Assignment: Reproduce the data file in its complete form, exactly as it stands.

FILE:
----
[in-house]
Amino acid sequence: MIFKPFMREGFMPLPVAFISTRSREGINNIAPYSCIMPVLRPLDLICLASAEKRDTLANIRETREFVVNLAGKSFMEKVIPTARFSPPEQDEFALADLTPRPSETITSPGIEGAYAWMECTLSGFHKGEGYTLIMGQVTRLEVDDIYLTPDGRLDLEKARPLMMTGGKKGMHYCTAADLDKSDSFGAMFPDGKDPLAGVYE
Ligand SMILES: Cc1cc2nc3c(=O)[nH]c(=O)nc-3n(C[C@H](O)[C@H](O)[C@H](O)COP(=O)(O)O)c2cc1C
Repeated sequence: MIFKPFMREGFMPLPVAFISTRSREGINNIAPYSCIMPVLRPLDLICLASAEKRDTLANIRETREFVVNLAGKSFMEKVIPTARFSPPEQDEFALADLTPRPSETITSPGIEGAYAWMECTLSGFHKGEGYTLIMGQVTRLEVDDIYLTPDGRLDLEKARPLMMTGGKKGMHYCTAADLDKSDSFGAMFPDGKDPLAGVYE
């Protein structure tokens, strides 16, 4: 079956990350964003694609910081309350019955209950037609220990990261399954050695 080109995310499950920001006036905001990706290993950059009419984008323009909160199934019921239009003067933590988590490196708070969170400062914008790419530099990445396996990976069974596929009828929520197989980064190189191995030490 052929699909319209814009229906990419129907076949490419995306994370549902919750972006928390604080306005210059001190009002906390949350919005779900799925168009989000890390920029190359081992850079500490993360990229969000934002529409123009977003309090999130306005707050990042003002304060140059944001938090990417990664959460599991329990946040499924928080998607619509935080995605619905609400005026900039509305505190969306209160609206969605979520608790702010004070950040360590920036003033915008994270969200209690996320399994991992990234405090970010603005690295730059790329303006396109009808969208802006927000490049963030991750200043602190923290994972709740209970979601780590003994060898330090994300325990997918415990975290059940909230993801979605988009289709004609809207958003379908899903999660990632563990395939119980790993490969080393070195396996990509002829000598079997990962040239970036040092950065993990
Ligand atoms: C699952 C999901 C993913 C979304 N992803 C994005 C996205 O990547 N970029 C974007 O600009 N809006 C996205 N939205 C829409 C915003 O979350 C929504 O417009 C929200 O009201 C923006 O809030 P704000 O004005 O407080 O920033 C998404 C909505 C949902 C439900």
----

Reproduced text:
[in-house]
Amino acid sequence: MIFKPFMREGFMPLPVAFISTRSREGINNIAPYSCIMPVLRPLDLICLASAEKRDTLANIRETREFVVNLAGKSFMEKVIPTARFSPPEQDEFALADLTPRPSETITSPGIEGAYAWMECTLSGFHKGEGYTLIMGQVTRLEVDDIYLTPDGRLDLEKARPLMMTGGKKGMHYCTAADLDKSDSFGAMFPDGKDPLAGVYE
Ligand SMILES: Cc1cc2nc3c(=O)[nH]c(=O)nc-3n(C[C@H](O)[C@H](O)[C@H](O)COP(=O)(O)O)c2cc1C
Repeated sequence: MIFKPFMREGFMPLPVAFISTRSREGINNIAPYSCIMPVLRPLDLICLASAEKRDTLANIRETREFVVNLAGKSFMEKVIPTARFSPPEQDEFALADLTPRPSETITSPGIEGAYAWMECTLSGFHKGEGYTLIMGQVTRLEVDDIYLTPDGRLDLEKARPLMMTGGKKGMHYCTAADLDKSDSFGAMFPDGKDPLAGVYE
């Protein structure tokens, strides 16, 4: 079956990350964003694609910081309350019955209950037609220990990261399954050695 080109995310499950920001006036905001990706290993950059009419984008323009909160199934019921239009003067933590988590490196708070969170400062914008790419530099990445396996990976069974596929009828929520197989980064190189191995030490 052929699909319209814009229906990419129907076949490419995306994370549902919750972006928390604080306005210059001190009002906390949350919005779900799925168009989000890390920029190359081992850079500490993360990229969000934002529409123009977003309090999130306005707050990042003002304060140059944001938090990417990664959460599991329990946040499924928080998607619509935080995605619905609400005026900039509305505190969306209160609206969605979520608790702010004070950040360590920036003033915008994270969200209690996320399994991992990234405090970010603005690295730059790329303006396109009808969208802006927000490049963030991750200043602190923290994972709740209970979601780590003994060898330090994300325990997918415990975290059940909230993801979605988009289709004609809207958003379908899903999660990632563990395939119980790993490969080393070195396996990509002829000598079997990962040239970036040092950065993990
Ligand atoms: C699952 C999901 C993913 C979304 N992803 C994005 C996205 O990547 N970029 C974007 O600009 N809006 C996205 N939205 C829409 C915003 O979350 C929504 O417009 C929200 O009201 C923006 O809030 P704000 O004005 O407080 O920033 C998404 C909505 C949902 C439900």